Watch the video for the graphic representation.

Subdural Hematoma Animation

Diagnosis And Treatment

Once the patient has arrived at the hospital, or other medical facility, a medical professional will do an initial assessment. Once a subdural hematoma as been established, or even just suspected, a MRI or CT scan will be performed to look at the size and location of the hematoma.

Depending on the size and rate of growth the hematoma may or may not require surgery. If it is a very small bleed with minimal risk then the patient will be monitored closely while the body heals itself. However, if it is a larger bleed it may require emergency treatment.

If the hematoma is smaller and contained then it can be removed via suction through a small catheter. However, if it is very large then a craniotomy maybe the only treatment a the patient's life is in danger; an opening in the skull is made to physically remove the hematoma.

Once the patient has received the initial treatment then they will be closely monitored. They may even have to take a course of anticoagulants (blood thinners) as the clotting factors will be high in the body and the risk for further clots is significantly higher. When the patient is stable and the doctors are happy then care can resume at home under the normal health care provider if necessary. The patient will be informed of any restrictions on their lifestyle prior to leaving the hospital and a further check-up may be needed at a later date.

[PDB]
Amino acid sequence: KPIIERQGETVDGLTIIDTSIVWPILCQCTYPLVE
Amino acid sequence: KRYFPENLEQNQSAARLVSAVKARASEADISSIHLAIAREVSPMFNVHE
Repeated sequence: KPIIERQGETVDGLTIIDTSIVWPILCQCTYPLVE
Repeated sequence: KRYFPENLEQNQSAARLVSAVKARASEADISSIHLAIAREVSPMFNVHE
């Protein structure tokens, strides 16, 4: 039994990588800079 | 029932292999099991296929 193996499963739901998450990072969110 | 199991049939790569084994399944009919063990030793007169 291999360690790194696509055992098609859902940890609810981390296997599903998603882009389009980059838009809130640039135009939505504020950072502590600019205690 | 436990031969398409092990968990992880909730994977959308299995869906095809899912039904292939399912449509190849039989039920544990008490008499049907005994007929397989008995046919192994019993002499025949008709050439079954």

Complications and Prevention

If the subdural hematoma has caused significant damage then there can be some long term complications, or even cause death if the brain herniated before treatment. Depending on the size of the hematoma and how long is was pressing on the brain the complication can range from mild (some slight modification to lifestyle) to severe (needing constant care). Complications include:

  • Memory loss
  • Headaches
  • Dizziness
  • Seizures
  • Weakness in limbs
  • Difficulty speaking

In order to prevent subdural hematoma occurring it is important to have a head injury looked at by a neurologist, or other medical professional, to rule out any damage or complications. If you experience any abnormal changes such as headaches or memory problems, especially if you're older, the you should also get checked out.

You should also always use the proper safety equipment when participating in any activity that has a risk to head injury; this includes wearing a safety belt when driving.


This article is for information purposes only and should not replace the attention of your health care provider. If you have any doubts whatsoever then you should call your doctor or emergency services for assistance.

© 2012 Bobby


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    • usmlefacts profile image


      6 years ago from US

      Its very true that subdural hematoma are proned towards those who take anticoagulants like aspirin or warfarrin. The issue is choosing between the possiblity of a stroke due to clotting vs the possibility of falling. For one, I beleive that certain older individuals are more proned towards a fall leading to complications. So, always do your research to look for the benefits and drawbacks. Sometimes, the doctor may not always know the best choice. Great hub and very informative. Voted up.